Alumnus Profile: 2001 Grad Ryan McGeough

“… while you can learn valuable skills from having a job, you can also learn the same skills doing extra activities, and more valuable long-term skills, and I wish I had spent those hours otherwise.”

For many high school students, getting a first job is a huge milestone of one’s independence, yet for Cedar Falls high school graduate Ryan McGeough, delaying working a part-time job might be the best investment for one’s future.

McGeough knows something about education. He is an Assistant Professor of Communication Studies at the University of Northern Iowa.

He spent many of his after-school and weekend hours working at a restaurant.

“I worked at Village Inn where I served and bussed tables. I wish I hadn’t. I think while you can learn valuable skills from having a job, you can also learn the same skills doing extra activities, and more valuable long-term skills, and I wish I had spent those hours otherwise,” he said.

McGeough added that doing extracurricular activities “is a much smarter investment in yourself; you are likely to learn more, have more fun and it is probably actually a better financial decision if you plan on applying for college scholarships,” he said.

McGeough graduated from Cedar Falls in 2001. After going to University of Northern Iowa for bachelor’s and master’s degrees, where he met his wife, they both moved to Louisiana State University to obtain their Ph.D.s. McGeough and his wife, Danielle, then both taught at universities at southern Florida, and they eventually moved back to Cedar Falls to work at UNI and start a family.

McGeough also said he wished he took advantage of the extensive types of CFHS offerings. “I wish I had taken a broader range of classes; I think students are encouraged to focus their classes toward a career or college major way too early. High school is kind of the first time you get to choose your own courses, and I didn’t take advantage of that as a sophomore or junior,” he said.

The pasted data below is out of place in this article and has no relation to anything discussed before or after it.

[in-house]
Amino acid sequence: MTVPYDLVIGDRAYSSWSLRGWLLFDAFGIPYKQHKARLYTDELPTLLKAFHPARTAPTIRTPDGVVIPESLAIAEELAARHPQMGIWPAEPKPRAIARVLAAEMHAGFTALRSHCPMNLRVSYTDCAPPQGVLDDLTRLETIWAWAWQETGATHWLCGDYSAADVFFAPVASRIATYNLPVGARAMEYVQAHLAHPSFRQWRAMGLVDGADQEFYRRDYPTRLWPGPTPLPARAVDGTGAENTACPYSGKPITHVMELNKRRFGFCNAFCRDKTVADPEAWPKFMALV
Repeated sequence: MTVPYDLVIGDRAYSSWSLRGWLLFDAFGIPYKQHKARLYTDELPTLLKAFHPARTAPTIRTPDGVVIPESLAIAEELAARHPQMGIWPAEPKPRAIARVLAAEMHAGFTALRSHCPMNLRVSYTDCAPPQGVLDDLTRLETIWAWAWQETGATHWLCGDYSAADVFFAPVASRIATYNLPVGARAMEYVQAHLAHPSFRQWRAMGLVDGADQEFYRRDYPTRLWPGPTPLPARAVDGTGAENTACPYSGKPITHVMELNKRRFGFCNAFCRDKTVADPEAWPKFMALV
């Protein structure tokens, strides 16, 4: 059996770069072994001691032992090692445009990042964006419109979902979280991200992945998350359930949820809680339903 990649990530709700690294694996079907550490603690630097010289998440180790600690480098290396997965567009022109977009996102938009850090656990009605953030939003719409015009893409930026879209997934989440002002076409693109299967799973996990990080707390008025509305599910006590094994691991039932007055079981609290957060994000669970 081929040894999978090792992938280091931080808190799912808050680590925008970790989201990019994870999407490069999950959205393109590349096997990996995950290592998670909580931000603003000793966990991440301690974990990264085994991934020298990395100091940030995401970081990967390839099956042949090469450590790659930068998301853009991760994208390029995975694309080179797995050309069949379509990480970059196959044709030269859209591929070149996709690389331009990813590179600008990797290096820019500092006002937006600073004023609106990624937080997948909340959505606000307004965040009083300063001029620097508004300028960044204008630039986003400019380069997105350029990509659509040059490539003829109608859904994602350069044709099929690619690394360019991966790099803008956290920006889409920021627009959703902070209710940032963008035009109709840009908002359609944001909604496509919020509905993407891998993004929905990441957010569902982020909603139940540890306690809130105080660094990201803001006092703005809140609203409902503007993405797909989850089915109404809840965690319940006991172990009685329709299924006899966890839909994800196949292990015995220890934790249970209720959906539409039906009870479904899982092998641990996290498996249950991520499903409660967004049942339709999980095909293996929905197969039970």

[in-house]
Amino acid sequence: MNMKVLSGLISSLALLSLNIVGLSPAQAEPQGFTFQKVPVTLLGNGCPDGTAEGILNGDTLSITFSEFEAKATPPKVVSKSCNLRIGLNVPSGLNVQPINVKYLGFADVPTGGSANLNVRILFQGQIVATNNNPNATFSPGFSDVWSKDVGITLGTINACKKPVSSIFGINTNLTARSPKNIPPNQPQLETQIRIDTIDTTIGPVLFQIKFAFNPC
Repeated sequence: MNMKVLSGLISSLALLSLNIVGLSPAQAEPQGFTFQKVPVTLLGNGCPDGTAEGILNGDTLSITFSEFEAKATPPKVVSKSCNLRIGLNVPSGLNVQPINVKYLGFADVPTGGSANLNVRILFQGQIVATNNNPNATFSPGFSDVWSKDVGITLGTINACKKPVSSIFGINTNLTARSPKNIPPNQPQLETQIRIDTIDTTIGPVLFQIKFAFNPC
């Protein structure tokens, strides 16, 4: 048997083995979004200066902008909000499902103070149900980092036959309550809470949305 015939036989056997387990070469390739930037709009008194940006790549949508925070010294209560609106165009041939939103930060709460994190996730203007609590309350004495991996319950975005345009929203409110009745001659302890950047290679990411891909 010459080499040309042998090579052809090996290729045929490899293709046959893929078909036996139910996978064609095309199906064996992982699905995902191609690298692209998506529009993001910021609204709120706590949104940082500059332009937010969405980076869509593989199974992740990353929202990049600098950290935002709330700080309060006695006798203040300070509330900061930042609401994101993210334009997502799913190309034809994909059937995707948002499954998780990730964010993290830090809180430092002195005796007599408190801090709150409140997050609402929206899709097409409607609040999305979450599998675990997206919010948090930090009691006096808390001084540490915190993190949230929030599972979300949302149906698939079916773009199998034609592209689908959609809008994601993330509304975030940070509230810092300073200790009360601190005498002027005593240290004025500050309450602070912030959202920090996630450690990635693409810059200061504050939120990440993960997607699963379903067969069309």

Nevertheless, his friendships from high school endure. Now, 16 years after his high school graduation, McGeough recalls his senior year as memorable. “Our senior year was pretty special. A lot of the traditional high school social boundaries broke down, and we just enjoyed our last year together,” McGeough said.

High school can be a process of trial and error for figuring out how to fit in. In hindsight, McGeough realizes that everyone was just as nervous as he was. “Socially, I wish I had tried to meet more new people earlier in high school. When I first got to CFHS, I remember being a little nervous about talking to new people if they didn’t talk to me first. In hindsight, I realize they were probably just nervous, too. Once I became confident enough to expand my social circle, I met people who are still some of my closest friends today,” he said.

To McGeough’s surprise, a teacher still influences his life today in his current job. “Jennifer Paulsen, who was my English teacher, is who I have actually swapped teaching ideas with, which is something I would not have guessed when I was 16,” McGeough said.

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